43. 43. AI-IEP Protocol: Questions for Discussion at IEP meetings p. 1 First, Success 1) To the student: Tell us about some of your successes this year. (If appropriate, add: What have you done well and what has worked well for you? What's been happening to make you successful?) 2) To the parent: What successes have you seen your child enjoy this year? (If appropriate add: tell us about what's been happening to help make your child successful?) 3) To the teachers and specialists: What successes have you seen for [the student]? (If appropriate, add: Tell us about what's been happening to help make him/her successful?) 4) To the group: What suggestions or changes can you think of to make [the student]'s program work even better? 43
  44. 44. AI-IEP Protocol: Questions for Discussion at IEP meetings p. 2 Second, Goals 5) To the student: * What do you think you’d most love to do when you grow up? (Or: What is your goal in life [or after school]?) And * What do you think you’ll need to do to get to do what you love most [or to get to your goal]? And * What have you done so far to get to do what you love most [or to move toward your goal]? 6) To the group: What kinds of support and help can you provide to make [the student]'s program work toward the goals he/she's set for him/herself? Source: Peter Kozik, doctoral dissertation, Syracuse University, June 2008. Used with permission of author. 44
  45. 45. References p. 1 • Armstrong, Thomas. “Describing Strengths in Children Identified as ‘Learning Disabled’ Using Howard Gardner’s Theory of Multiple Intelligences as an Organizing Framework,” Ph.D. Dissertation, (San Francisco, CA, California Institute of Integral Studies), Ann Arbor, MI: University Microfilms International, 1987, 48(08A). • Armstrong, Thomas. Multiple Intelligences in the Classroom, 3rd ed. Alexandria, VA: ASCD, 2009. • Armstrong, Thomas. The Power of Neurodiversity: Unleashing the Advantages of Your Differently Wired Brain. Cambridge, MA: DaCapo Lifelong, 2010. • Armstrong, Thomas. Neurodiversity in the Classroom: Strength-Based Strategies to Help Students with Special Needs Succeed in School and Life. Alexandria, VA: ASCD, 2012. • Armstrong, Thomas. ‘’Leonardo da Vinci’s IEP Meeting,’’ http://institute4learning.com/blog/2013/02/19/leonardo-da-vincis-iep-meeting/ • Baron-Cohen, Simon. The Essential Difference: The Truth About the Male and Female Brain. New York: Basic, 2003. • Beane, Allan L. The New Bully Free Classroom.: Proven Prevention and Intervention Strategies for Teachers K-8 . Minneapolis, MN, Free Spirit Publishing, 2011. • Blume, Harvey. “Neurodiversity,” The Atlantic, September 30, 1998. Website citation: http://www.theatlantic.com/magazine/archive/1998/09/neurodiversity/305909/ • Cooperrider, David, and Diane Whitney. Appreciative Inquiry: A Positive Revolution in Change. San Francisco, CA: Berrett-Koehler Publishers, 2005. 45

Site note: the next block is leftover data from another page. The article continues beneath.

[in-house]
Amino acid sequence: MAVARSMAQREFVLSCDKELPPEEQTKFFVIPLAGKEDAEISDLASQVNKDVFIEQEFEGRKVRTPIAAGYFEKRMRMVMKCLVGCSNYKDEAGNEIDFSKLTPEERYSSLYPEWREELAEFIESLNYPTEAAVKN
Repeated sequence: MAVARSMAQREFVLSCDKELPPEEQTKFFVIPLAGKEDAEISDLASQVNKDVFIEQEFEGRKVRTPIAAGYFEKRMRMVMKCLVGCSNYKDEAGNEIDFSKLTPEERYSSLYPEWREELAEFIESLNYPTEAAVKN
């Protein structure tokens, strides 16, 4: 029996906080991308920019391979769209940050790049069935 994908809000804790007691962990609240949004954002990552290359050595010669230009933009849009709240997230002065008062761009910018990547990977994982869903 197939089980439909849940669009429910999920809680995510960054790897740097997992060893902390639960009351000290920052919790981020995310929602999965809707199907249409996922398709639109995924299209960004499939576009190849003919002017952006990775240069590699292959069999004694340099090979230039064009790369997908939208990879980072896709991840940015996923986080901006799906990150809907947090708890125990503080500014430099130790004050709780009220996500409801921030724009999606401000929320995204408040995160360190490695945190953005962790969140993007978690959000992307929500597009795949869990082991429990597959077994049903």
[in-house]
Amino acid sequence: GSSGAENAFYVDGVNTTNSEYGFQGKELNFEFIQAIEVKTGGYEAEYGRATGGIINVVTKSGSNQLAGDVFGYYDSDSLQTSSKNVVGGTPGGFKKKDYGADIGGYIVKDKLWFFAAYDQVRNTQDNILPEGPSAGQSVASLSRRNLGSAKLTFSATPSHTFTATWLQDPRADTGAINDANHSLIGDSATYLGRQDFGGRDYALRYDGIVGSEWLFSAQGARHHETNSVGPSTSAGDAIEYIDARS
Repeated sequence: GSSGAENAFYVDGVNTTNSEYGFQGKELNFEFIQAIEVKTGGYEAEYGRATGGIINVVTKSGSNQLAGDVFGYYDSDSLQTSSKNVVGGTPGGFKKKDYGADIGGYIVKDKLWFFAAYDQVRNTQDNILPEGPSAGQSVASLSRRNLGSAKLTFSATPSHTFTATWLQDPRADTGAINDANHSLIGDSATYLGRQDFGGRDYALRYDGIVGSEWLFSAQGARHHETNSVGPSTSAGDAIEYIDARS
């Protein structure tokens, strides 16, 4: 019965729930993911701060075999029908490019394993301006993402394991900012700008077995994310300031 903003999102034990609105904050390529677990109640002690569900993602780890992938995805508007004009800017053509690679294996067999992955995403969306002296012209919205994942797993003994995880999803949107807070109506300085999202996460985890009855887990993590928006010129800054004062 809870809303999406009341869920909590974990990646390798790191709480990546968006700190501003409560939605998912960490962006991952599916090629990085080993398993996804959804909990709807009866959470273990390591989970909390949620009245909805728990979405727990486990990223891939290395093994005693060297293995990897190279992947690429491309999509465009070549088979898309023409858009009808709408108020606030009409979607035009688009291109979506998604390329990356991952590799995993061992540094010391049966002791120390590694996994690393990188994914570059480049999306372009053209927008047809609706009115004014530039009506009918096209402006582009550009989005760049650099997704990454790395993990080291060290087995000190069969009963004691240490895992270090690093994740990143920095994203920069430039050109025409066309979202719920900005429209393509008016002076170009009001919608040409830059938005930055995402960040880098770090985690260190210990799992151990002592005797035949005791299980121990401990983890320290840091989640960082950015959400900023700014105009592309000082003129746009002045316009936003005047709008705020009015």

46. 46. References p. 2 • Crammond, Bonnie. ‘’Attention-deficit Hyperactivity Disorder and Creativity: What is the Connection?’’ Journal of Creative Behavior, 1994, vol. 38, no. 3, pp. 193-210. • Doidge, Norman. The Brain that Changes Itself: Stories of Personal Triumph from the Frontiers of Brain Science. New York: Penguin, 2007. • Dykens, Elizabeth. “Toward a Positive Psychology of Mental Retardation,” American Journal of Orthopsychiatry, Vol. 76, No. 2, pp. 185-193 • Edelman, Gerald. Neural Darwinism: The Theory of Neuronal Group Selection. New York: Basic, 1987. • Eisenberg, Dan, and Benjamin Campbell, The Evolution of ADHD: Social Context Matters, San Francisco Medicine, October 2011, pp. 21-22. • Grandin, Temple .Thinking in Pictures :And Other Reports from My Life with Autism. .New York: Vintage, 1996. • Grandin, Temple. Developing Talents: Careers For Individuals With Asperger Syndrome And High-functioning Autism- Updated, Expanded Edition. Autism Asperger Publishing Company, 2008. • Greenspan, Stanley, & Wieder, Serena . Engaging autism: Using the Floortime approach to help children relate, communicate, and think. Cambridge, MA:DaCapo/Perseus, 2009. • Happé, F. ‘’Understanding assets and deficits in autism: Why success in more interesting than failure,’’ Spearman Medal Lecture, The Psychologist, vol. 12, no. 11, November, 1999. • Hartmann, Thom. ADD Success Stories: A Guide to Fulfillment for Families with Attention Deficit Disorder. Nevada City, CA: Underwood Books, 1995. 46